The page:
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Congress Passes 'Doc Fix' Bill; Obama Calls for Permanent Fix

John Commins, for HealthLeaders Media, December 9, 2010

Updated at 3:10 PM ET

The U.S. House on Thursday afternoon voted 409-2 to delay by one year the nearly $20 billion in Medicare reimbursements cuts to physicians that were due to take effect Jan. 1.

The overwhelming and bipartisan vote came one day after the measure garnered unanimous consent in the Senate. President Obama said he supports the delay. He also called for a permanent solution to the "doc fix," a perennial Congressional sideshow.

"This agreement is an important step forward to stabilize Medicare, but our work is far from finished," Obama said. "For too long, we have confronted this reoccurring problem with temporary fixes and stop-gap measures. It's time for a permanent solution that seniors and their doctors can depend on and I look forward to working with Congress to address this matter once and for all in the coming year."

The Sustainable Growth Rate formula for Medicare funding dictates the cuts, which have repeatedly been temporarily delayed – including five times this year -- since Congress passed the measure a decade ago. In the latest round of cuts, physicians were facing a 25% reduction in Medicare reimbursements on Jan. 1. Delaying the cuts is expected to cost about $19.2 billion.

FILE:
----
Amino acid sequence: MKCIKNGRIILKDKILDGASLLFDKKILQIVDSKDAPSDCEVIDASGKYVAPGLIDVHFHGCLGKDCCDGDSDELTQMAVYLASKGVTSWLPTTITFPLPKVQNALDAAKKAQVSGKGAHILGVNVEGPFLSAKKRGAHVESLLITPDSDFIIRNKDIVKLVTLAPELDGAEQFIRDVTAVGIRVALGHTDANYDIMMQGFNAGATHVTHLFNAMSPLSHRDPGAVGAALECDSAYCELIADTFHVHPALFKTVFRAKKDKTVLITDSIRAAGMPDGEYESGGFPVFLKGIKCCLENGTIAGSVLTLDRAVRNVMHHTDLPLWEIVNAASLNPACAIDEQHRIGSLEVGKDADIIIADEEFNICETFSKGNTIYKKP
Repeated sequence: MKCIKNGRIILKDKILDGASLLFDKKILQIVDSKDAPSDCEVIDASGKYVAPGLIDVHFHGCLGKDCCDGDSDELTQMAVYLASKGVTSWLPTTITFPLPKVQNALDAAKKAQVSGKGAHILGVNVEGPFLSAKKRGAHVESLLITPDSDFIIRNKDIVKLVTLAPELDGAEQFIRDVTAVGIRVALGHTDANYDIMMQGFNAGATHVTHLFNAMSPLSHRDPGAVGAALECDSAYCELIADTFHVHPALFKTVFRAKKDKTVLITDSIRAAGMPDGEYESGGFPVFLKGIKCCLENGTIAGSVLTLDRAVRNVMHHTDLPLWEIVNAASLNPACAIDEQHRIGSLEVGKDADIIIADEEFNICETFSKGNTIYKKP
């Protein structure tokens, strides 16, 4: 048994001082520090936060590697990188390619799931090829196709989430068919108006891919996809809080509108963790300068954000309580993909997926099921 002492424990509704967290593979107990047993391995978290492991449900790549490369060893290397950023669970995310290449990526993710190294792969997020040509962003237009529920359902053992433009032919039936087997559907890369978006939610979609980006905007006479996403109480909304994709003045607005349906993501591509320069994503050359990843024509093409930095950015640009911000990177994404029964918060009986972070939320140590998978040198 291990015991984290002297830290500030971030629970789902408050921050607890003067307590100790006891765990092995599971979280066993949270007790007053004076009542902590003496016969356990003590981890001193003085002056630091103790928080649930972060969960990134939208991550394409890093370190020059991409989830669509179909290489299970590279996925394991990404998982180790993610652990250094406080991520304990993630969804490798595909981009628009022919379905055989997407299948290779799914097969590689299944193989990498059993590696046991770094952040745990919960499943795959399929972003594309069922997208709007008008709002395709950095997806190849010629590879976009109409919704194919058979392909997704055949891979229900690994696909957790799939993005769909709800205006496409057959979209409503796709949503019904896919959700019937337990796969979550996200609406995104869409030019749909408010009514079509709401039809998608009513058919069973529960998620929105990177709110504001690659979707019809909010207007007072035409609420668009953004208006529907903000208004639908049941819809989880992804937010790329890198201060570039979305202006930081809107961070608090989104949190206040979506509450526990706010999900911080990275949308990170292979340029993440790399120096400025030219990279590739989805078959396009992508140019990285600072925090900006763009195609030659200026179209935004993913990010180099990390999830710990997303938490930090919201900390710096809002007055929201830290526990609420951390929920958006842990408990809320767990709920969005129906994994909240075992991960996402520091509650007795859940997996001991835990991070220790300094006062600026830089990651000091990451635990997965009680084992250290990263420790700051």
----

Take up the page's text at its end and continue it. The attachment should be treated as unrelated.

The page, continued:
The American Medical Association praised the lame duck Congress for its bipartisan support of the measure.

 "Stopping the steep 25% Medicare cut for one year was vital to preserve seniors' access to physician care in 2011," said AMA President Cecil B. Wilson, MD. "Many physicians made clear that this year's roller coaster ride, caused by five delays of this year's cut, forced them to make difficult practice changes like limiting the number of Medicare patients they could treat." 

Wilson echoed the president's call for a permanent SGR solution. "The AMA will be working closely with Congressional leadership in the new year to develop a long-term solution to this perennial Medicare problem for seniors and their physicians. This one-year delay comes right as the oldest baby boomers reach age 65, adding urgency to the need for a long-term solution before this demographic tsunami swamps the Medicare program," he said.  

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